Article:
When some products are written export quality and others are so plain and ugly one is forced to think that the domestic market is being taken for a ride. Of course, it is not as simplistic as this because there could be demands from the export market which do not necessarily mean what is available on the local market is sub-standard.
However, firms need to know that in some cases they can only cheat a consumer once. The minute they are not happy with a product they turn their backs on it and this will reflect on the balance sheet. Turnover drops and hence the bottom line. It is, therefore, critical that protective policies are matched with improved production of products in terms of quality and availability.
We need more firms back on their feet and more people employed but the numbers the economy requires will happen when the equation balances. The Buy Zimbabwe or buy local campaign is not bad thing at all. It ensures that the bulk of our earnings remain on local soil instead of it being enjoyed elsewhere. It means more wealth can be generated and the ripple effect of this will be there for all to see. People are concerned about better living conditions and this can happen once we get the matrix right in terms of domestic production and consumption.
Many products have been exported into Zimbabwe or dumped even because of the allure of the US dollar, particularly by some regional markets and this has not helped the situation.
However, the competition can easily be subdued if the quality of the local product matches or exceeds that of imported goods. Of course, it’s easier said than done because of the constraints firms are facing but the truth is the markets have become a place where only the fittest survive. Hence local firms need to develop the muscle and tenacity to hold their own in the marketplace.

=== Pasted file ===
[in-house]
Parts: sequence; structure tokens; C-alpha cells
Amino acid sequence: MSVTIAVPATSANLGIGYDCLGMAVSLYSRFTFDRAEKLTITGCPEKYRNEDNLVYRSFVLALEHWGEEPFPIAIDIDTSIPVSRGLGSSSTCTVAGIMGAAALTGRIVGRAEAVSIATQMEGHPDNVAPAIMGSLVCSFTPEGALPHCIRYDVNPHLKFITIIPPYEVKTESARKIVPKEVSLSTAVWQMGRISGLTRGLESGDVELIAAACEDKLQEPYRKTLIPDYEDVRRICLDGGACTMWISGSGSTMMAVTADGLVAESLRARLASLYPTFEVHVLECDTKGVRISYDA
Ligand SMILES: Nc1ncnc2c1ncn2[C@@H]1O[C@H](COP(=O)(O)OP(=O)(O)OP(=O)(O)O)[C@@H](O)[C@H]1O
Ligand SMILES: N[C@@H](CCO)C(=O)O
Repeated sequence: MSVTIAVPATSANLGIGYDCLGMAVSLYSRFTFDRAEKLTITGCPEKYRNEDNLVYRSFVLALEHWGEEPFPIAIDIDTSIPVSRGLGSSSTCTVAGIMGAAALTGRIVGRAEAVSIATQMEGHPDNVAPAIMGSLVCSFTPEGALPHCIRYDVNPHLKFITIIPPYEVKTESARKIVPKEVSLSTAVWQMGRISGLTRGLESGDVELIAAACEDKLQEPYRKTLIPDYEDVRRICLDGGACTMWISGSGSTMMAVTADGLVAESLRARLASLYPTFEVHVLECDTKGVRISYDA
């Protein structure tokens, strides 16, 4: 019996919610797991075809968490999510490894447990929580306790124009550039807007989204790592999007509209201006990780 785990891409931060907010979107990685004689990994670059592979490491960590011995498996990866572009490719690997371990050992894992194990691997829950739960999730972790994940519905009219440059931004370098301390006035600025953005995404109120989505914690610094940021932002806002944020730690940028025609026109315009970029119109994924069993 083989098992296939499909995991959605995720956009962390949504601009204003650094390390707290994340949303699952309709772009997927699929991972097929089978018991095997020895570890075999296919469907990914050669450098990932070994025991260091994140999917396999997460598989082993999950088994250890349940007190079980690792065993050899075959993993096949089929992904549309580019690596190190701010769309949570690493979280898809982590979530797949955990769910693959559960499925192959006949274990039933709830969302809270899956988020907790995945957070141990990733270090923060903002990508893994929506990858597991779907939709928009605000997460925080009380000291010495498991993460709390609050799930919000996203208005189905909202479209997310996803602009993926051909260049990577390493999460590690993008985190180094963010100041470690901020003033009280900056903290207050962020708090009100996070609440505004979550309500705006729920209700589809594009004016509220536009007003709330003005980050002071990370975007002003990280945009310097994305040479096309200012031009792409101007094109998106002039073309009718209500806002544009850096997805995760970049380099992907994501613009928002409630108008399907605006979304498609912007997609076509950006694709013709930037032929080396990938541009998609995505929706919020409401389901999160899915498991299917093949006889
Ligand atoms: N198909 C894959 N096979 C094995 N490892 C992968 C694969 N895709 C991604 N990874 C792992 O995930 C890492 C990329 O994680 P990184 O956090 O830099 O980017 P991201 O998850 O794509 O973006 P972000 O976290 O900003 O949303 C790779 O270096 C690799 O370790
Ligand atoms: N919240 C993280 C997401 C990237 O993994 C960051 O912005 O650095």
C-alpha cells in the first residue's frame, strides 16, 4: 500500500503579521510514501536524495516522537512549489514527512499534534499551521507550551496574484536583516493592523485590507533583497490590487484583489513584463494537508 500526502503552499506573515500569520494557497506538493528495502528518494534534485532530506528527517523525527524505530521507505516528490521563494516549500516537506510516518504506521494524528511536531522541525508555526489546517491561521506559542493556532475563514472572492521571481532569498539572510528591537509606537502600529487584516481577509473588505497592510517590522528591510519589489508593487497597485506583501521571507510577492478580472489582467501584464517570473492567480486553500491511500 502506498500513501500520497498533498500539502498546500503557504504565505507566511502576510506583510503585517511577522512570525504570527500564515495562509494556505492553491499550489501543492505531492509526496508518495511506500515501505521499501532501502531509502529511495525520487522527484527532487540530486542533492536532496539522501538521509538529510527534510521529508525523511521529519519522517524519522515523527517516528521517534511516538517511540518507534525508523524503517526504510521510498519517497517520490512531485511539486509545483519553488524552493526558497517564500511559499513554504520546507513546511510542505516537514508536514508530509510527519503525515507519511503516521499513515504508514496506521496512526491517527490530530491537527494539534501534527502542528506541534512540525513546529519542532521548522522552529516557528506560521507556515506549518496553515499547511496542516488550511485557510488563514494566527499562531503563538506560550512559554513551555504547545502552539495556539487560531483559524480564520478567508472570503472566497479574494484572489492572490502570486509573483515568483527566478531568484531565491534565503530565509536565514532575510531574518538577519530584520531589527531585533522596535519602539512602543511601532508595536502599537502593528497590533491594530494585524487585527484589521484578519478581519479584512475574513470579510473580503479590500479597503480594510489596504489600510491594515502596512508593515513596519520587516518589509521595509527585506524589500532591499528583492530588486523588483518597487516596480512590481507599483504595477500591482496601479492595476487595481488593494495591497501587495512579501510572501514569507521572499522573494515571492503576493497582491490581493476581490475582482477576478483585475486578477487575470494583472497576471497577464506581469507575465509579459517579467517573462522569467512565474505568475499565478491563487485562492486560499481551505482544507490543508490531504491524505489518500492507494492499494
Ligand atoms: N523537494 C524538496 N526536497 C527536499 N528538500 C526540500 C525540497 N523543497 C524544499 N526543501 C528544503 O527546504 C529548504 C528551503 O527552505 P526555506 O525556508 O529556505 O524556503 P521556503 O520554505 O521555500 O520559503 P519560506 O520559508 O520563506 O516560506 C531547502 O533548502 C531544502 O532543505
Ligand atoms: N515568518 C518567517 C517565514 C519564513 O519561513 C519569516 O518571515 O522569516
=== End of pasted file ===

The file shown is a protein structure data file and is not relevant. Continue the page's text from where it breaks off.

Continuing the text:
People will buy locsal and visit local tourist resorts and even trust local hospitals more if the product and service quality improve. It would be unfair to force them to settle for mediocrity in the name of buying local so producers need to stand guided. Experiences in such countries as China, Ghana, South Africa, USA and Nigeria indicate that the buy local strategies and initiatives, whether adopted voluntarily or involuntarily, can yield great results for economies. They result in healthier trade balances while buoying local production.
China has introduced a Buy China policy to prop up local consumption to encourage improvements in technology, quality of products and business innovation, among other facets.
Nigeria, too, has done the same. During the days of the Great Depression, the US had to introduce a similar policy to breathe life into local industry. Hence if applied well, policies that persuade or somewhat force consumers to prefer local produce yield better results.
We grow beans and certainly can make baked beans. We can do the same for bottled water. It’s not like it is beyond us to do the same. Indeed, our approach to matters regarding this economy demands a nuanced approach. I will give a simple example. Fairly recently, the South African poultry industry was up in arms with the government over cheap chicken imports from the US. They pleaded for protection as their industry was adversely affected.
The government took it up with the authorities in the US would have none of it and threatened to repudiate the AGOA on terms which had been initiated by former president Bill Clinton.
The moral of the fiasco is that it is pretty normal to seek protection where national interest is manifestly negated. One cannot be insipid in the face of decimation from external forces. So viva SI64, but let’s not let up or compromise too much on quality.
In God I trust!!